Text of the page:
GOP looks to South Texas Latinos for a chance at regaining Congress

This traditionally Democratic area of south Texas is quietly becoming a key battleground in Republicans' attempt to regain control of Congress.

GOP looks to South Texas Latinos for a chance at regaining Congress

This traditionally Democratic area of south Texas is quietly becoming a key battleground in Republicans' attempt to regain control of Congress.

17 July 2021 Saturday 03:22
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GOP looks to South Texas Latinos for a chance at regaining Congress

The GOP has zeroed in on three House seats in the region, which was a surprise gain last November. This is the key target for next year's midterm elections. These include the 15th congressional District, which has not sent a Republican to Washington since 1903 but was where a new Republican came within three points for winning in 2020.

Republican leaders believe that the party is in the midst of a political redefinition among Hispanic voters living along the southern border, such as this one. The party's vulnerability among voters in the suburbs may be offset by gains among Latinos. These shifts will be determined by the elections next year, which will decide if they are lasting or a limited response to Trump's turbulent politics. Democrats hope.

However, Congress has a mere six-seat majority in Congress. Democrats in Texas feel the party must take this threat seriously.

Gilberto Hinojosa (chair of the Texas Democratic Party) stated, "I don’t think there’s any doubt that we should be concerned about it"

The 15th district is Republicans' number one target in the region. It stretches from the border's Hidalgo county, which is more that 90% Hispanic to the eastern suburbs San Antonio. The voters of this area have never sent a Republican candidate to Washington. This is why the national party leaders were stunned that Monica De La Cruz Hernandez (a small-business owner) came within 10,000 votes from beating Rep. Vicente Gonzalez.

De La Cruz-Hernandez, who was sitting at her Alamo office desk earlier this month in cowboy boots and a campaign t-shirt, credited her performance for former President Donald Trump. His "colorful personality" had sparked a new interest in national politics, which she said has changed many Texans' views about politics.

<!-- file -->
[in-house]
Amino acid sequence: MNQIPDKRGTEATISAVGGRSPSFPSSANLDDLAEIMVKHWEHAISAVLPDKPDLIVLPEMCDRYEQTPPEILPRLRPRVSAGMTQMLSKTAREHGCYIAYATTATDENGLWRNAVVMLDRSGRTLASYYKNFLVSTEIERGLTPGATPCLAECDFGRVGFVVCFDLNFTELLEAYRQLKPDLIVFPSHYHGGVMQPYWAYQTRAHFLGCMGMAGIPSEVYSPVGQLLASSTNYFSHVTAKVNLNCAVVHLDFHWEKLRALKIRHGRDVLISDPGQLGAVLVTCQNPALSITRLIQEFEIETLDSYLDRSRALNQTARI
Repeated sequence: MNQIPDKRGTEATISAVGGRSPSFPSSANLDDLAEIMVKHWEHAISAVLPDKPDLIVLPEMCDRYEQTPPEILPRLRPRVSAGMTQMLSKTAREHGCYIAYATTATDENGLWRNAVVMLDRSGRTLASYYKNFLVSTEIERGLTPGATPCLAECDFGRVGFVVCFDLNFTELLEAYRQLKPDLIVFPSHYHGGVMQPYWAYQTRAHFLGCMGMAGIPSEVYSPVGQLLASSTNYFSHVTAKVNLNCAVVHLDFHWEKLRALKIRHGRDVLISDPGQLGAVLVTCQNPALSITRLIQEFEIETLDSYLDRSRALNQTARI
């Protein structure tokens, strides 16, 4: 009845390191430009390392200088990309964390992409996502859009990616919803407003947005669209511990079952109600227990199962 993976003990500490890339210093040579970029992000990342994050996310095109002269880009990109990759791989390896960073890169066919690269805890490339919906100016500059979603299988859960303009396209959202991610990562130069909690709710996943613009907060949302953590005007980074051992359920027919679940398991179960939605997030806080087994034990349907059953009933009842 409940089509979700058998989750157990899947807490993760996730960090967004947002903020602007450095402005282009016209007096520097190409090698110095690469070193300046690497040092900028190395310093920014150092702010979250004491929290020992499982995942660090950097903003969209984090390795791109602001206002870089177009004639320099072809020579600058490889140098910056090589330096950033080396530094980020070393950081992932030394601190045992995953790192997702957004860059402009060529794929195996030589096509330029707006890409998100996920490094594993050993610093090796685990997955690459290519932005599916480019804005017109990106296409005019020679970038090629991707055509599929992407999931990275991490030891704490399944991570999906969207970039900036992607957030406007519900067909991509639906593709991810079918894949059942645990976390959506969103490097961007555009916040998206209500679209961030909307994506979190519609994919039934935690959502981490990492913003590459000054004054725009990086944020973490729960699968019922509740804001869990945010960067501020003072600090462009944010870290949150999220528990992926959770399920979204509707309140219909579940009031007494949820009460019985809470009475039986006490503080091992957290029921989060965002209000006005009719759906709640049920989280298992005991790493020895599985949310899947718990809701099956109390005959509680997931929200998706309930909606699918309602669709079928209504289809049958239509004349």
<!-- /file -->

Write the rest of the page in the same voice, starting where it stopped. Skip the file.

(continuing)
"When people started paying attention to what was going on on the national stage they noticed, I believe that the lights began to go on for them where they saw, you're right? She stated that her conservative values are no longer in alignment with the Democrat Party. "The bottom line is that Hispanic values support God, life and country. We are conservatives down there."

She stated that border security is the "number one problem from the north to the south of the district", as the number of crossings has soared. Republicans have been focused on this issue since Trump's post-presidential trip to the border attracted hundreds of supporters.

While Democratic state legislators have been focused on blocking an sweeping overhaul bill in the election, they have been camped outside Washington, though some Democrats from the Rio Grande Valley didn't join them.

The Pew Research Center estimated that 38% of Hispanic voters voted for Trump in 2020. This is compared to 28% in 2016. Trump lost Hidalgo Country 17 points in 2020. However, his support for Trump more than doubled from 2016 when he lost by 40 points and earned just 28% of all the votes. He also flipped a few other districts nearby, including Zapata County which Democrat Hillary Clinton won 66%-33% and Kenedy which Clinton carried 53%-45%.

Republicans also point out other data points that support their optimism, beyond these gains. Javier Villalobos was elected mayor in McAllen in June, becoming the first Republican to be elected to this office in over a decade. Redistricting in Texas, which is managed by the Republicans of the State, could result in districts that favor GOP candidates, as lines are redrawn so that the state gains two Congressional seats.